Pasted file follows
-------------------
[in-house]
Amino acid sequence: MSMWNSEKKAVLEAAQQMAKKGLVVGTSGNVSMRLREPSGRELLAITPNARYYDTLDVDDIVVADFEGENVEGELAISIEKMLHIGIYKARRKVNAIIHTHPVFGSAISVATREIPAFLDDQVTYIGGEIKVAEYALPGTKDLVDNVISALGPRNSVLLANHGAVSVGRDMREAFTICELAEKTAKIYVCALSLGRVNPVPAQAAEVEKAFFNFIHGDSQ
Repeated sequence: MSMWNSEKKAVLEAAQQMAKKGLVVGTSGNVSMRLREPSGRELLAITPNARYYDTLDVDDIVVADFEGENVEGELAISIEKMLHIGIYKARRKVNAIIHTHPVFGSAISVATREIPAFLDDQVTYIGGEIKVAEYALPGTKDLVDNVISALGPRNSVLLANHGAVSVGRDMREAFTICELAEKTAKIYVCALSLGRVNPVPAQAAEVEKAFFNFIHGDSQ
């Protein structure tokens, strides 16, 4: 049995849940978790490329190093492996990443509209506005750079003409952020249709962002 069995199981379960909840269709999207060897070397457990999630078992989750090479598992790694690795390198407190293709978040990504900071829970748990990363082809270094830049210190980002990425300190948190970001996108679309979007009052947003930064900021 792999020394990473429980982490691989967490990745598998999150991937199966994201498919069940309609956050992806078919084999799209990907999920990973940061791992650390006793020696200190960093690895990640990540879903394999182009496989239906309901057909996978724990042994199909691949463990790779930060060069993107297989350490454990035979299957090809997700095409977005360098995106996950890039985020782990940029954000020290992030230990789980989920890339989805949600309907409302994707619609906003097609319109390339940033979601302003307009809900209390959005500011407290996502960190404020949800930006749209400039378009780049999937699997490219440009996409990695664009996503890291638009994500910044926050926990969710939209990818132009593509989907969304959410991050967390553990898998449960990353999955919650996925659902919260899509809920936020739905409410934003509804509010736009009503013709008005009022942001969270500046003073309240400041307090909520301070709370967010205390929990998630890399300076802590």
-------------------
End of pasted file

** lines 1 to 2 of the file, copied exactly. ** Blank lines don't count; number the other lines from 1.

[in-house]
Amino acid sequence: MSMWNSEKKAVLEAAQQMAKKGLVVGTSGNVSMRLREPSGRELLAITPNARYYDTLDVDDIVVADFEGENVEGELAISIEKMLHIGIYKARRKVNAIIHTHPVFGSAISVATREIPAFLDDQVTYIGGEIKVAEYALPGTKDLVDNVISALGPRNSVLLANHGAVSVGRDMREAFTICELAEKTAKIYVCALSLGRVNPVPAQAAEVEKAFFNFIHGDSQ